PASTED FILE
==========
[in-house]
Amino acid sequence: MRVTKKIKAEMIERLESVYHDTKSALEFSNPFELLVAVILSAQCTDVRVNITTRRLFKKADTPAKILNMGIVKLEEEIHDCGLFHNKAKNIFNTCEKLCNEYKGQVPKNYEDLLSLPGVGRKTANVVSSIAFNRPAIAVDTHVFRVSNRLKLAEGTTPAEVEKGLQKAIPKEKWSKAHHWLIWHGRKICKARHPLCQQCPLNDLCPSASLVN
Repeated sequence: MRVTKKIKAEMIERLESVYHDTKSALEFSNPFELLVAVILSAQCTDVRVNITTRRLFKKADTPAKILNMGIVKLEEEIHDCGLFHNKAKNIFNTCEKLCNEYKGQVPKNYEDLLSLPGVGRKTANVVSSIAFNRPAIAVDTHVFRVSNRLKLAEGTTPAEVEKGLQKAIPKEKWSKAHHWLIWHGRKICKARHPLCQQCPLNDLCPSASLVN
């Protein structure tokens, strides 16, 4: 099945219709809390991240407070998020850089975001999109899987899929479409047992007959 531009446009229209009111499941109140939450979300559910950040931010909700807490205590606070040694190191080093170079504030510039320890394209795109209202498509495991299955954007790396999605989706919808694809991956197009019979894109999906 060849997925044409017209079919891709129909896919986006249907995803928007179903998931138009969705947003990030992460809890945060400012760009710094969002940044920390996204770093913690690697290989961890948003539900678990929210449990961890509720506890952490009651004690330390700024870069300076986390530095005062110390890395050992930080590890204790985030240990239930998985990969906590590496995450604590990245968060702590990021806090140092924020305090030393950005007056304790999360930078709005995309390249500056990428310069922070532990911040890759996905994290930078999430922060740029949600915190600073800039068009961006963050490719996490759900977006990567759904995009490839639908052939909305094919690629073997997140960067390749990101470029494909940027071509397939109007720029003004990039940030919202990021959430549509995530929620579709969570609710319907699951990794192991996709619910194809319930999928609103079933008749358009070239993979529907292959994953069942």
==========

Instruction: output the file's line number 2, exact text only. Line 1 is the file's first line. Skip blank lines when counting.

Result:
Amino acid sequence: MRVTKKIKAEMIERLESVYHDTKSALEFSNPFELLVAVILSAQCTDVRVNITTRRLFKKADTPAKILNMGIVKLEEEIHDCGLFHNKAKNIFNTCEKLCNEYKGQVPKNYEDLLSLPGVGRKTANVVSSIAFNRPAIAVDTHVFRVSNRLKLAEGTTPAEVEKGLQKAIPKEKWSKAHHWLIWHGRKICKARHPLCQQCPLNDLCPSASLVN